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When a small-town idealist (*Gary Cooper*) goes to New York to collect a twenty million dollar inheritance, he finds romance with a wisecracking journalist (*Jean Arthur*), becomes the target of ruthless businessmen and relatives, and finally decides to give his fortune away because it's so much trouble.
This milestone film is one of the most charming and best-loved romantic comedies ever made and won an Oscar and #174; in 1936 for Best Director (Frank Capra).
Also stars *George Bancroft*, *H.B. Warner* and *Lionel Stander*.
Bonus features include an interview with Frank Capra Jr., audio commentary by Frank Capra Jr., vintage advertising, bonus theatrical trailers, filmographies and more.
Audio is in English and Spanish with subtitles in English, Spanish, Portuguese, Chinese, Korean and Thai.
Approximate total running time is 1 hour 55 minutes.
Mr. Deeds Goes to Town is Frank Capra's classic screwball comedy about a village innocent who inherits $20 million, only to discover it's more trouble than it's worth. The screwball in question is Longfellow Deeds (Gary Cooper), a small-town greeting-card poet and tuba player transplanted to the big city to administer his newly inherited wealth, where fast-pattering, wised-up cynics, sneering society denizens, and corrupt lawyers lord it over the ingenuous and straightforward. Deeds's idiosyncrasies are amply magnified in the tabloids by journalist "Babe" Bennett (Jean Arthur), dating Deeds as a cover, only to discover she's the sap when she falls irresistibly for him. But the damage has been done, when Babe's column is used by a pack of corrupt lawyers, Cedar, Cedar, Cedar & Budington, to prove Deeds mentally unfit. The miracle of this unforgettable comedy is how it embraces dark material, calling into question some common assumptions about capitalism while maintaining an approachable atmosphere of light comedy, and deceptively so. You'll be so pixilated by its charm, you won't rest until you've doodled your way to a rhyme for "Budington." --Jim Gay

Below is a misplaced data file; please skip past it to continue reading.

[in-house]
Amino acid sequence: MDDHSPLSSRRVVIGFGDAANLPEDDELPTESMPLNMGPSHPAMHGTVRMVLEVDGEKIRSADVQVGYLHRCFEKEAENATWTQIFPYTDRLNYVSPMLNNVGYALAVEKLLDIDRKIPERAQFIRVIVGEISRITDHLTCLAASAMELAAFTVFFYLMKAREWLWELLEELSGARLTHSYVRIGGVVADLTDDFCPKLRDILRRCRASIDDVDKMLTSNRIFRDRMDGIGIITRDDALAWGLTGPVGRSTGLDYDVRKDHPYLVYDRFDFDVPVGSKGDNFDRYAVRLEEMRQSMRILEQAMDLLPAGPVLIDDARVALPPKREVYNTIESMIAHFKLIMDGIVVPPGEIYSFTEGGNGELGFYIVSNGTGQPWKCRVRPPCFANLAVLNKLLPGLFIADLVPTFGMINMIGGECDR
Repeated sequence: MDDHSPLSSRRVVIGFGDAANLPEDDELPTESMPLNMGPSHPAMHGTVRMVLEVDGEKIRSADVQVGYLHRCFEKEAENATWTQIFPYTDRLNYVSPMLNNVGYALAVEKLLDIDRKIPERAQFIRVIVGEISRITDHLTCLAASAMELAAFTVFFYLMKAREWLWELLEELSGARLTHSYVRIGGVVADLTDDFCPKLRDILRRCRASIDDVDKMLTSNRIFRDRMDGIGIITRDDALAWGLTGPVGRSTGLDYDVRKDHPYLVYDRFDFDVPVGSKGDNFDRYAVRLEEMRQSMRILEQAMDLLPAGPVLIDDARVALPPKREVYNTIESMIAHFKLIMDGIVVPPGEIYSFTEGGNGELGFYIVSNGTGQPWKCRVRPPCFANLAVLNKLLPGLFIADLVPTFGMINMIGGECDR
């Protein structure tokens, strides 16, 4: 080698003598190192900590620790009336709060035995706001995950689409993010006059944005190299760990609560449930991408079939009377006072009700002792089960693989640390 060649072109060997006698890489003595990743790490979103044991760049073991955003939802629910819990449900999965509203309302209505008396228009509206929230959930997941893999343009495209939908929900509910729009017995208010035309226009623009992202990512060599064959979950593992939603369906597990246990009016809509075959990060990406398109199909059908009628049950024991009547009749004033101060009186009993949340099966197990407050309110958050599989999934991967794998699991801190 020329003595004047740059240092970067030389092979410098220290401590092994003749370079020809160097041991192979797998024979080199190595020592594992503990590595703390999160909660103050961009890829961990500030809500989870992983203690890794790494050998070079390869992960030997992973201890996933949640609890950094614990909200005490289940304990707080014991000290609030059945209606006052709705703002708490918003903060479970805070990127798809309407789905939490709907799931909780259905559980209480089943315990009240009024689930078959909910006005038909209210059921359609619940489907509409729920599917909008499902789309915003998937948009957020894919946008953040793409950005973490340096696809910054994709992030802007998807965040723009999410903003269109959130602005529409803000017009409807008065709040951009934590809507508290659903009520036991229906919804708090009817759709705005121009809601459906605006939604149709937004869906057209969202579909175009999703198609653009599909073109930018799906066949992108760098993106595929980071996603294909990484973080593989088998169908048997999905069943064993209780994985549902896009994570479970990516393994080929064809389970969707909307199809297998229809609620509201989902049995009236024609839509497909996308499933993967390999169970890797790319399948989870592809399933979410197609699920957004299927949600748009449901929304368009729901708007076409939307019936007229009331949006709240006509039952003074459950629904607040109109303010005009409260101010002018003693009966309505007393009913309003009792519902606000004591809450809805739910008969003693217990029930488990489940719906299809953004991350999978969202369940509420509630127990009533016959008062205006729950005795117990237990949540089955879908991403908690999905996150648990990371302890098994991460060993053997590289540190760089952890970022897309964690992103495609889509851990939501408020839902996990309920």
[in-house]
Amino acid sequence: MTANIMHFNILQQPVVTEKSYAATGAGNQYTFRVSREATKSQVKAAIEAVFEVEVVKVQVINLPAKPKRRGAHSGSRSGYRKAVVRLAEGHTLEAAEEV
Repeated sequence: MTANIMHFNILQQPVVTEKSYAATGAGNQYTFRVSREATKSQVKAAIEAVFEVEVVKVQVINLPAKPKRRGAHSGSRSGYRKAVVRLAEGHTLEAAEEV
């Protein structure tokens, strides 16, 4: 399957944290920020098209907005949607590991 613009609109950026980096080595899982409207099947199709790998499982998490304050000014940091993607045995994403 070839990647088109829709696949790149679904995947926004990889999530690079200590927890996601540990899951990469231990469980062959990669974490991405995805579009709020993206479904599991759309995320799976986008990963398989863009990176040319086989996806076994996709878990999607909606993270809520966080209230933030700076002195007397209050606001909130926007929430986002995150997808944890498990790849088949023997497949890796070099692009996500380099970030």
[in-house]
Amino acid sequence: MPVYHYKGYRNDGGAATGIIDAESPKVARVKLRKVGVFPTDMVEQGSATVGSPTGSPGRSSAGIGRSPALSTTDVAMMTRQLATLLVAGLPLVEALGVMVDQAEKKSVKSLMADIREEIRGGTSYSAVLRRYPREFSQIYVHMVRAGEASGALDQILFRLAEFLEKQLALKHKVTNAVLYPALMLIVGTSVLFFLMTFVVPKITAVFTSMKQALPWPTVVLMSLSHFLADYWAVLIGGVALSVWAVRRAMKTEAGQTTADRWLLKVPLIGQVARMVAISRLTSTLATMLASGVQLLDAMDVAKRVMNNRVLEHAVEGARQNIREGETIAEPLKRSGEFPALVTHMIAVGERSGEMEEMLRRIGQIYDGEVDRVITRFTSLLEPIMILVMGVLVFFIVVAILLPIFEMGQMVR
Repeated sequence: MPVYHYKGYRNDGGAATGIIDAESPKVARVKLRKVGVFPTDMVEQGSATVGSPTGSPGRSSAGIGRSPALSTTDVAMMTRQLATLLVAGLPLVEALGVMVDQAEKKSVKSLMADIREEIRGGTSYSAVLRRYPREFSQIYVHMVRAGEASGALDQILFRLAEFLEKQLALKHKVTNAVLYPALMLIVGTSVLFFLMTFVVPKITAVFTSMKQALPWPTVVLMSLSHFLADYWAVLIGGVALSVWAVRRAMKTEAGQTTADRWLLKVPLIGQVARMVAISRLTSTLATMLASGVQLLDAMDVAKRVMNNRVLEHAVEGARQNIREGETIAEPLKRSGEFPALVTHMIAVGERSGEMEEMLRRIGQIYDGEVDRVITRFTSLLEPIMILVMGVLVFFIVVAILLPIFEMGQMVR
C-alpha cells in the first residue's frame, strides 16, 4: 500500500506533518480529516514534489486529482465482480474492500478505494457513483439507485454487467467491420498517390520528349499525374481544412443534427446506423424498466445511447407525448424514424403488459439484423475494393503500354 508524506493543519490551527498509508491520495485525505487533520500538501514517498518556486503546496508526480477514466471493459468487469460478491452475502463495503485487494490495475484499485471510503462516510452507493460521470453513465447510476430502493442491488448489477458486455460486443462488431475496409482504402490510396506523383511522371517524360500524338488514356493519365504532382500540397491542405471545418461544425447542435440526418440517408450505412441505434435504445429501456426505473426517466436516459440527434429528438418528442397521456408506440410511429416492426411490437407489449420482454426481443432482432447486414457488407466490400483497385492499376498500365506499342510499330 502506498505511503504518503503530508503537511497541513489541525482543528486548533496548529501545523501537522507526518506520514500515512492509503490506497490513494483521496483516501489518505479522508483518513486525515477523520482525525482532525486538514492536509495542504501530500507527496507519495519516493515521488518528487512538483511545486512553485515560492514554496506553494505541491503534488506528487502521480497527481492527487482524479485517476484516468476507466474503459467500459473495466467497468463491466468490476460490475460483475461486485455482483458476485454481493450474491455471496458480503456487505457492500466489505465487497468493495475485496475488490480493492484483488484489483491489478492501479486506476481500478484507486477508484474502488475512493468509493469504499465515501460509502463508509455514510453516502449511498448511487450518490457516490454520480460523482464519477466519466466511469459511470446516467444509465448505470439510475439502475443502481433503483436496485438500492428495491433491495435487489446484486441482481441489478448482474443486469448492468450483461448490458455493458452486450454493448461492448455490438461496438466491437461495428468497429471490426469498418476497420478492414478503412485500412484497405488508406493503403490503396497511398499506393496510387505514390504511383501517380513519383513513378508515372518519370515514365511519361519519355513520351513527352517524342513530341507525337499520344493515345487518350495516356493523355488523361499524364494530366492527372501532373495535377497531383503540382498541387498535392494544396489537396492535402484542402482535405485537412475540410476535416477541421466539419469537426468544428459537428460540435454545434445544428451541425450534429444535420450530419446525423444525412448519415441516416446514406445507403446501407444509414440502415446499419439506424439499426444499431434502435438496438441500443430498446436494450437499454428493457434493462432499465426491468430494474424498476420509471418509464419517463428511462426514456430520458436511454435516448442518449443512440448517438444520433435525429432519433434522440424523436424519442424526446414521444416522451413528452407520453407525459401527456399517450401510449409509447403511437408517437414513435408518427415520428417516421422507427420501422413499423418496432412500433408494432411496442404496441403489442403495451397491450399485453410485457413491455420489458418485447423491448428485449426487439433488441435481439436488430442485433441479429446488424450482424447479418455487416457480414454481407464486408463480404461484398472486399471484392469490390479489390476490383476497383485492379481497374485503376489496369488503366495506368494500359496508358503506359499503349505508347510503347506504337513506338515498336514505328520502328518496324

Director Frank Capra's work doesn't hold up as well today as some of his contemporaries' because of his habit of over-inflating his scripts. Read morePublished on July 11 2004
This is a great movie. The Adam Sandler version might be funnier in a silly, mindless way, but this movie makes a point that too many people forget. Read morePublished on March 28 2004 by James Roberts
...But today I found it as bland as a glass of water, however not pure or refreshing. In fact reading a dull, damp B&W newspaper is just as entertaining and very similar. Read morePublished on Aug. 11 2003 by Moviebuffer101
This kind of social comedy, with its naive eulogy of the simple man, the inocent farmers and the small american town, just gives me the creeps. Read morePublished on Sept. 16 2002
This original film opened in 1936, starring Gary Cooper a country bumpkin from an obscure new England town, who has just found out he is the beneficiary of a fortune, left to him... Read morePublished on July 30 2002 by Denise Bentley
When I heard that a remake was being made of this movie, I was totally outraged. Remakes are made for three reasons, in my opinion: a director sees a good concept that is carried... Read morePublished on July 12 2002 by ehakus
Even after retiring from showbiz, Frank Capra remained a very popular director until his death in 1991. Read morePublished on July 11 2002 by "weirdo_87"